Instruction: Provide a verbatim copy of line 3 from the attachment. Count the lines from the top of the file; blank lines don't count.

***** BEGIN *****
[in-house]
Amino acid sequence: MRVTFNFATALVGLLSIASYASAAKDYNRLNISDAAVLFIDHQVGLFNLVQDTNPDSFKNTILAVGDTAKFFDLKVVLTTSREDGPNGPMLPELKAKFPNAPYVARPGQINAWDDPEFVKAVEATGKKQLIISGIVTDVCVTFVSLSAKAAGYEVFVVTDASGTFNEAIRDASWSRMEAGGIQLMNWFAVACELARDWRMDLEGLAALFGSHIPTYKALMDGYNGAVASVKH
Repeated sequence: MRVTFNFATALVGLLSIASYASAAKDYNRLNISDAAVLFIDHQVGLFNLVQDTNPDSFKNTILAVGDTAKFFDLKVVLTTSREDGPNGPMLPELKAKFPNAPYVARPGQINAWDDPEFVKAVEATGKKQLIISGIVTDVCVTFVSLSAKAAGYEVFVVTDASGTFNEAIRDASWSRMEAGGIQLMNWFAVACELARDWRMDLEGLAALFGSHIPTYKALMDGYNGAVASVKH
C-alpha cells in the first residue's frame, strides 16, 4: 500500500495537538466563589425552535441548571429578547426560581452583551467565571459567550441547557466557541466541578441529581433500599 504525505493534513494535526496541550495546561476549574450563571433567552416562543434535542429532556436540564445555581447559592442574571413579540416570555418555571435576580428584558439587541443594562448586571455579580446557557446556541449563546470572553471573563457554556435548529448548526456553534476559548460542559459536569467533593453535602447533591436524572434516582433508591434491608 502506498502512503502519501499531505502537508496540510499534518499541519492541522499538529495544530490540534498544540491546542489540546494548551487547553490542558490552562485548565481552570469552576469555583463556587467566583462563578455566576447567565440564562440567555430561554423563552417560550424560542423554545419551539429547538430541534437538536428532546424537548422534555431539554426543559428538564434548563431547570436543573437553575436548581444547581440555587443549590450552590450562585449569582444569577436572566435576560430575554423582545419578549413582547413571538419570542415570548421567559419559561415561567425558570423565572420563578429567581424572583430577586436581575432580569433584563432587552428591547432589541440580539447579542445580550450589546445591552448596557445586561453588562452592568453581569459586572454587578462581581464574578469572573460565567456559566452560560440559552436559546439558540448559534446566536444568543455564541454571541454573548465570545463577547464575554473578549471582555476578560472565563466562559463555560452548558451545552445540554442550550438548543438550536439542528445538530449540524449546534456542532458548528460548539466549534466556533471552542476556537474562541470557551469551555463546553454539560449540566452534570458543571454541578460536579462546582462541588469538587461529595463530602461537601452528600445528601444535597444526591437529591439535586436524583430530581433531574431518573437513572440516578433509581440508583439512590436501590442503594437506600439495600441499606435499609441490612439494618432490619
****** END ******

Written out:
Repeated sequence: MRVTFNFATALVGLLSIASYASAAKDYNRLNISDAAVLFIDHQVGLFNLVQDTNPDSFKNTILAVGDTAKFFDLKVVLTTSREDGPNGPMLPELKAKFPNAPYVARPGQINAWDDPEFVKAVEATGKKQLIISGIVTDVCVTFVSLSAKAAGYEVFVVTDASGTFNEAIRDASWSRMEAGGIQLMNWFAVACELARDWRMDLEGLAALFGSHIPTYKALMDGYNGAVASVKH